My very first recital was when I was about three years old. I went to a small studio and instead of doing the recital at a theater we did it in the studio. My teacher set up chairs in one half of the studio, and the other half was the stage. Even though I had been practicing the dance in that studio for months, I never made it on stage. Instead I cried and screamed as my sister tapped her way through the dance with a couple of other classmates.
Now I brag about my amazing track record for getting the little ones on stage. I know I shouldn’t do it, but each year I do. I’m bound to curse not only myself but an innocent little ballerina, but hopefully not this year. We have a fool proof way for ensuring the success of our dancers. Here’s how we pull it off:
Preparation is key.
As soon as we start learning our recital dances, everything is the most fun ever! “We’re going to start learning our dance that we’re going to perform on a big stage in the spring time. It’s going to be awesome.” I repeat this phrase using different words every week, emphasizing how much fun performing is. We also have children’s books about ballerinas performing on stage that we begin reading to the students to help them prepare. In one of the stories, the performance does not go as planned but everything still turns out in the end.
We’re also fortunate enough to be in the theater the entire week leading up to the recital which means our dancers get at least two trial runs to be successful on stage before recital day. At our tech rehearsal we take each class on stage and back stage, giving them a tour of the theater environment. We also get to practice the dance that day. Sometimes kinder students are hesitant that day since it is a new environment. I don’t make a big deal of them. I tell them they can watch that day and we can try again at dress rehearsal. Usually by dress rehearsal they are ready to try it out!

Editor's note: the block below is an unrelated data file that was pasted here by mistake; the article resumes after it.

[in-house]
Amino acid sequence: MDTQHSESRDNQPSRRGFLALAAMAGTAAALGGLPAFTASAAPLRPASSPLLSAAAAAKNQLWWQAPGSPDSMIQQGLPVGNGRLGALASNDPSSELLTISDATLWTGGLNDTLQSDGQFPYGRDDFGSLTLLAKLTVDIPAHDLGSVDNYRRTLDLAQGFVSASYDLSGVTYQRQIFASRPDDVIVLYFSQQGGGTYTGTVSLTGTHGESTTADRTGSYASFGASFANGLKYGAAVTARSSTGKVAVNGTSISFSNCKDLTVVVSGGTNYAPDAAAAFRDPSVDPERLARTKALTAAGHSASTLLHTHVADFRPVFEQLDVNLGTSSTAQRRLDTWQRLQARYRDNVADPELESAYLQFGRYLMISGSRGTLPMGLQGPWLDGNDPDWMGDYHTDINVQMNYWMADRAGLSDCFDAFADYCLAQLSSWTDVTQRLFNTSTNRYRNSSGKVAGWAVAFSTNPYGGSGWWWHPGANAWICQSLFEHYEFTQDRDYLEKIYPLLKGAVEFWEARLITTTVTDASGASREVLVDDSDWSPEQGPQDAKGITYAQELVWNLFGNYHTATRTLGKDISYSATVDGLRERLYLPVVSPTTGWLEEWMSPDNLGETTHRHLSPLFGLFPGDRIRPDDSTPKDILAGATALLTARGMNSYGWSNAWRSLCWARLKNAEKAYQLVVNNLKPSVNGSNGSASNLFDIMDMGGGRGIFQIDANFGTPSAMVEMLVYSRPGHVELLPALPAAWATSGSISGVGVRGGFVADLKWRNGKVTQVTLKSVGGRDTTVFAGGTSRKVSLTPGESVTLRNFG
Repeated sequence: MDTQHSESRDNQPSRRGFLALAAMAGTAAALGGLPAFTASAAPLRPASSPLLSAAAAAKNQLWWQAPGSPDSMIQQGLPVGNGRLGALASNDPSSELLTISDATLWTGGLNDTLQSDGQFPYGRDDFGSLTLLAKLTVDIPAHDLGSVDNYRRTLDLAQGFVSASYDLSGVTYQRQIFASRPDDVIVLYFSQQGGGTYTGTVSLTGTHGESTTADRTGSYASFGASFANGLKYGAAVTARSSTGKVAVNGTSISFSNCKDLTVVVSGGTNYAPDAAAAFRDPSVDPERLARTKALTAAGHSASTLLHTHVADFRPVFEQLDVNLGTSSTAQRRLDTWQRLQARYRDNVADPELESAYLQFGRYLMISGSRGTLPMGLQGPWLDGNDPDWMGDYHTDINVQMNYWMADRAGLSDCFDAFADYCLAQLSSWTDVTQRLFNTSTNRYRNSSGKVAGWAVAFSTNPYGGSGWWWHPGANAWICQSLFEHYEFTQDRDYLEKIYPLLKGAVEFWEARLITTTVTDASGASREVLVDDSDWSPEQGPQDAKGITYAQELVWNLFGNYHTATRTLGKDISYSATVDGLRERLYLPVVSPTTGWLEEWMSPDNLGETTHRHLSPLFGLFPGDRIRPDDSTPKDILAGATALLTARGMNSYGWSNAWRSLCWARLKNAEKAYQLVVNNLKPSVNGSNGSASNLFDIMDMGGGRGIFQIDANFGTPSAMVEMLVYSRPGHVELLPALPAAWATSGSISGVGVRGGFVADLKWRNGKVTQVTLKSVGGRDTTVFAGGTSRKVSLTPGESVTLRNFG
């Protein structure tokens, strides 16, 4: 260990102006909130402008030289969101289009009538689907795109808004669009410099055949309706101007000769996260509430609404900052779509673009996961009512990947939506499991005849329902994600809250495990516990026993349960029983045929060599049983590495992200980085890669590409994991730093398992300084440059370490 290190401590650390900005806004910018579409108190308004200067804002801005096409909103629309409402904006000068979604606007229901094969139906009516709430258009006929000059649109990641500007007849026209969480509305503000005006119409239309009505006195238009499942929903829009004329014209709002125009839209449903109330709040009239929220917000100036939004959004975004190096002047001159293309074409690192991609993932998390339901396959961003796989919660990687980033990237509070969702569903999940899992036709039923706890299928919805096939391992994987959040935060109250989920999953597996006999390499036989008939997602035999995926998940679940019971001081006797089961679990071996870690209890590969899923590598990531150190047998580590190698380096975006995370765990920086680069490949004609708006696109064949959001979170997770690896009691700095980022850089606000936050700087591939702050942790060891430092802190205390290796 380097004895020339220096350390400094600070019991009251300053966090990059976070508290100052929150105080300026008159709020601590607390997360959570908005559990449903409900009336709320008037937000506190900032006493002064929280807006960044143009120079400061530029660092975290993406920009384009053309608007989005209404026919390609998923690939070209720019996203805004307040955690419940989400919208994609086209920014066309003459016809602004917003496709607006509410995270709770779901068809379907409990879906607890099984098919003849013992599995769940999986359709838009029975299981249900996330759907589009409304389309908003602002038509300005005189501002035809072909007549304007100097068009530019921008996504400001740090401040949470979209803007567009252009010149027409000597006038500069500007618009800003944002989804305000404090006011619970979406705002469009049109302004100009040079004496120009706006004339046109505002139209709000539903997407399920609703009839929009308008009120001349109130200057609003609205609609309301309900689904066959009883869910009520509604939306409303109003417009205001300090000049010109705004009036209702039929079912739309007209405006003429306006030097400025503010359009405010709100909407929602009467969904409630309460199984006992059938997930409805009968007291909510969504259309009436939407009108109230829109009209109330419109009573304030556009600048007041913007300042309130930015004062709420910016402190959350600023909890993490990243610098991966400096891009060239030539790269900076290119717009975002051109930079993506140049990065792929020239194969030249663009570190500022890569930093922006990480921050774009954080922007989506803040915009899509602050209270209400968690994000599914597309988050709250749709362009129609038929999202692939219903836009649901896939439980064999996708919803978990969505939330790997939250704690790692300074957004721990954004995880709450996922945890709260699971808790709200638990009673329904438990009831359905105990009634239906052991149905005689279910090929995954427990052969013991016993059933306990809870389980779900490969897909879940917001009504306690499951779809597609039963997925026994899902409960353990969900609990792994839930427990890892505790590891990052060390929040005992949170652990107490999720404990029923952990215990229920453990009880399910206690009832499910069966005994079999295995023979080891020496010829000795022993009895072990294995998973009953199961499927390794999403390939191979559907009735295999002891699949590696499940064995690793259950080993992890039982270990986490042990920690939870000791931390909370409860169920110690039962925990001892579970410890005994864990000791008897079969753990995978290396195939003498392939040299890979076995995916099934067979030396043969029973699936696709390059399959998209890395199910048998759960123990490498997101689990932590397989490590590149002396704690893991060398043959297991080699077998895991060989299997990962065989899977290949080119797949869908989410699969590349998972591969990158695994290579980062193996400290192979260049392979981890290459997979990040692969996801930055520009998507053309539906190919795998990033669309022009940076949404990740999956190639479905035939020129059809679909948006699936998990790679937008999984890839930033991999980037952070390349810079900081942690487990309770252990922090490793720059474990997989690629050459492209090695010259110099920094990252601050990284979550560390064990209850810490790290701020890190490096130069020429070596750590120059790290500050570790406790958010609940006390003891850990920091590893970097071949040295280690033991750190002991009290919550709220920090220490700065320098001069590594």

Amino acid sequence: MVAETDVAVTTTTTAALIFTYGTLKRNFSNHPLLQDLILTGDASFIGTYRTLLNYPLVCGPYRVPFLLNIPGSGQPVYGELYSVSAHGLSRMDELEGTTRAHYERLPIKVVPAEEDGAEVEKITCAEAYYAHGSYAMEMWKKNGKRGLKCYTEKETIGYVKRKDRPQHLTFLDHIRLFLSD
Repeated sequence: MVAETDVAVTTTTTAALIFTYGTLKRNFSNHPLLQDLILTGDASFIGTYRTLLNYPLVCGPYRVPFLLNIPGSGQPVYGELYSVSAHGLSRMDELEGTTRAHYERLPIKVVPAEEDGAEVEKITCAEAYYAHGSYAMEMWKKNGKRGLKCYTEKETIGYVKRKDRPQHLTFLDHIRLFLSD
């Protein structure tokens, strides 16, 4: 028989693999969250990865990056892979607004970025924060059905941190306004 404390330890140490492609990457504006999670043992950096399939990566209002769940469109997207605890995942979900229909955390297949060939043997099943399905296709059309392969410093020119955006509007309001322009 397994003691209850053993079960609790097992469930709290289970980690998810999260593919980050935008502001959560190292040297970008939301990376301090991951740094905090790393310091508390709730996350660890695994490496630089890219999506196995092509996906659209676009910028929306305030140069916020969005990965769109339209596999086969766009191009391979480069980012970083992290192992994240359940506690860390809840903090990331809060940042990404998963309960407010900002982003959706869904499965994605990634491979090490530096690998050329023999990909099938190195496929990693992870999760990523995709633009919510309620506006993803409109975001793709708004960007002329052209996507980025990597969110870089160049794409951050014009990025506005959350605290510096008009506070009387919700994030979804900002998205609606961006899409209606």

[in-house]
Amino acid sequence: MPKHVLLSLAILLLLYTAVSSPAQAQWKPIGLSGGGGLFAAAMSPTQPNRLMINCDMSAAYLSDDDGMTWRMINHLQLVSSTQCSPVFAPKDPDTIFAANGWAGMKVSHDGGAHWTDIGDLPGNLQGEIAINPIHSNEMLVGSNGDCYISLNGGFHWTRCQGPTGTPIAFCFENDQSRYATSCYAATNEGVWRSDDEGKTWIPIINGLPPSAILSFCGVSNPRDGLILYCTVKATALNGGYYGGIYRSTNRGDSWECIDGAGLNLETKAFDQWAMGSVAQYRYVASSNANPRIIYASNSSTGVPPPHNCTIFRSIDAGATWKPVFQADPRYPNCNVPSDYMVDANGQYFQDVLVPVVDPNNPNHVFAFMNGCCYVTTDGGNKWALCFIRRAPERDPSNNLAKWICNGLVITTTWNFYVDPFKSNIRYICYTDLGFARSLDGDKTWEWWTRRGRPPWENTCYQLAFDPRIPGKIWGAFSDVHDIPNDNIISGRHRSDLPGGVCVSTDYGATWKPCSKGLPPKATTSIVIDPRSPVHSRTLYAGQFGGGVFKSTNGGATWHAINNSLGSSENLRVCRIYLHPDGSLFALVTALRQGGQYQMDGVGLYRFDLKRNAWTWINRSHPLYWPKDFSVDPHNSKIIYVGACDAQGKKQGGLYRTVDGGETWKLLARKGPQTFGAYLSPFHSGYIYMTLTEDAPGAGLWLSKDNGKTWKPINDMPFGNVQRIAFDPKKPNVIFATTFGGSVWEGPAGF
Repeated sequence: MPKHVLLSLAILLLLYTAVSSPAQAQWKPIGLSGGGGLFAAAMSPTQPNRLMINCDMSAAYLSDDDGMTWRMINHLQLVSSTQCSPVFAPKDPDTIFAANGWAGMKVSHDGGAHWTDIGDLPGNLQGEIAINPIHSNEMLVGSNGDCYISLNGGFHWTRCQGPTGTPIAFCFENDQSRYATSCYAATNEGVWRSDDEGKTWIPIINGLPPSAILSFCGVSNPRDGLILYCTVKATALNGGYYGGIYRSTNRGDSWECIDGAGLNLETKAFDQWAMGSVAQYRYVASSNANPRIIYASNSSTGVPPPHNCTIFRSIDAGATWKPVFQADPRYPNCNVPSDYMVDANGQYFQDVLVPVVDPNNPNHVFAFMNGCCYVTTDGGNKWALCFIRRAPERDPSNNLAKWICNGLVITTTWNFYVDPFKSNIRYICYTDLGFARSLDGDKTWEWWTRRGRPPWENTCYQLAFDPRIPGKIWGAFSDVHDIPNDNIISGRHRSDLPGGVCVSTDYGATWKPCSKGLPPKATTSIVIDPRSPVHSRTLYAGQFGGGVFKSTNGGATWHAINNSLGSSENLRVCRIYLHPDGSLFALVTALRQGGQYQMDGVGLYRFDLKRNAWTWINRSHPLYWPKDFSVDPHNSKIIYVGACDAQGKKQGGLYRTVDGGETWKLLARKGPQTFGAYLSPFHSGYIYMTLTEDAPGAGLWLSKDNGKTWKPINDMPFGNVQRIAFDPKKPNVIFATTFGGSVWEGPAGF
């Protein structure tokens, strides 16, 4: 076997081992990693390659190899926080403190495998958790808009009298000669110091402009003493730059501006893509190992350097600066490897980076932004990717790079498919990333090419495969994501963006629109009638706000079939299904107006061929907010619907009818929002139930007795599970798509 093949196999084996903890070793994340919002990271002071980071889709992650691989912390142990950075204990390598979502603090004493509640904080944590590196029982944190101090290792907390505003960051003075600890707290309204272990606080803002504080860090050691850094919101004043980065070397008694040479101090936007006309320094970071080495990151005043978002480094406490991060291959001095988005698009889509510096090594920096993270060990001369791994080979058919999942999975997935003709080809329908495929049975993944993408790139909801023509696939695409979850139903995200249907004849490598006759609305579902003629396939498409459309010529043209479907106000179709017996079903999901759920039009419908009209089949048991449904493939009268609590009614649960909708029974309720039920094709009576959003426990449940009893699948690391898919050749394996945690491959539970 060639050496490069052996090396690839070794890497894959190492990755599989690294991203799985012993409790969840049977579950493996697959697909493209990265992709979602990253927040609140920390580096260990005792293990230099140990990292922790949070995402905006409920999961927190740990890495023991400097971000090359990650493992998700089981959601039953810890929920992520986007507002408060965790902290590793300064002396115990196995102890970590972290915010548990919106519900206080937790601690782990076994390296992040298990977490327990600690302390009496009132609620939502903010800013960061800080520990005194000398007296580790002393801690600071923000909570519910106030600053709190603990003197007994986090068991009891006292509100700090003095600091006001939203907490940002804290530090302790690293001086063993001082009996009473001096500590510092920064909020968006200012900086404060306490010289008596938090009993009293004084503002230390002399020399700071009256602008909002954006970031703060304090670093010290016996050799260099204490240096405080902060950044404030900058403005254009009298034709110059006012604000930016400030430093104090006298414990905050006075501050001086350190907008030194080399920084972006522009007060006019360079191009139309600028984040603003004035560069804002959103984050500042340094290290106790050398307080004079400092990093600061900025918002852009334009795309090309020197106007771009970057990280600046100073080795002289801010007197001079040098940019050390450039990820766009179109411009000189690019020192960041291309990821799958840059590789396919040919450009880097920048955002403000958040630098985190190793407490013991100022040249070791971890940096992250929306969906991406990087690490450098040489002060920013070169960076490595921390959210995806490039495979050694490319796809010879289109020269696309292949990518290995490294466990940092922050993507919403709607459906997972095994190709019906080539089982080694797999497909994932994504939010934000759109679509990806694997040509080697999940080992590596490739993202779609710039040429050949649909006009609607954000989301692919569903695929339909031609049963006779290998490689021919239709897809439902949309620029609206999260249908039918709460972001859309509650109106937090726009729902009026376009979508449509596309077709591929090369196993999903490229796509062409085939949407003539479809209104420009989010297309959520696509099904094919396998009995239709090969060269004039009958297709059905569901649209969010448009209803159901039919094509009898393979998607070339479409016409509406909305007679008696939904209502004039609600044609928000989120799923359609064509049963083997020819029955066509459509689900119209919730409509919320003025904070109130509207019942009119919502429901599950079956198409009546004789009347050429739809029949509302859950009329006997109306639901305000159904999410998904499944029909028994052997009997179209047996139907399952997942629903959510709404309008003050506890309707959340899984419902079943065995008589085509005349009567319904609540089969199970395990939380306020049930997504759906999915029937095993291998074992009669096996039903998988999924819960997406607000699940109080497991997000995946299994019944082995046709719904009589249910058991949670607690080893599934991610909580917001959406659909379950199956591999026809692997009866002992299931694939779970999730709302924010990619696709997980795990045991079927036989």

“Nervous” is NOT part of the vocabulary.
Feeling nervous can be very similar to feeling excited. Younger dancers have trouble distinguishing the difference between the feelings, so I prefer to use the term “excited.” Nervous has a negative connotation. It implies that something could go wrong, that messing up is bad, or that trouble is in the near future. Excited makes the students think just the opposite. When you are excited for something it is usually because it is going to be an enjoyable and rewarding experience.
Especially when it’s a tiny student’s first recital, they don’t know what to expect. When we manage their expectations by telling them exactly what is going to happen and how successful they are going to be, they are more confident! When preparing your dancer for recital day, remember to keep everything positive.
Make it fun!
I’ve said this a million times before and I’ll say it again, but recital is my FAVORITE day of the year. I love it because it is fun, and I am filled with pride when my students take the stage, no matter what happens. At recital students get to wear beautiful sparkly costumes, wear their hair a certain way, and put on a bit of make up. It is a special day to celebrate growth, hard work, and accomplishment. Enjoy the one day your dancer gets to show you what they’ve been working on for the entire year. It really is a great one!
Our recital theme this year is “Beyond Belief” and I personally can’t believe that it’s just around the corner. We’re already counting down to the best day of the year, and we can’t wait to see all of our dancers take the stage in May!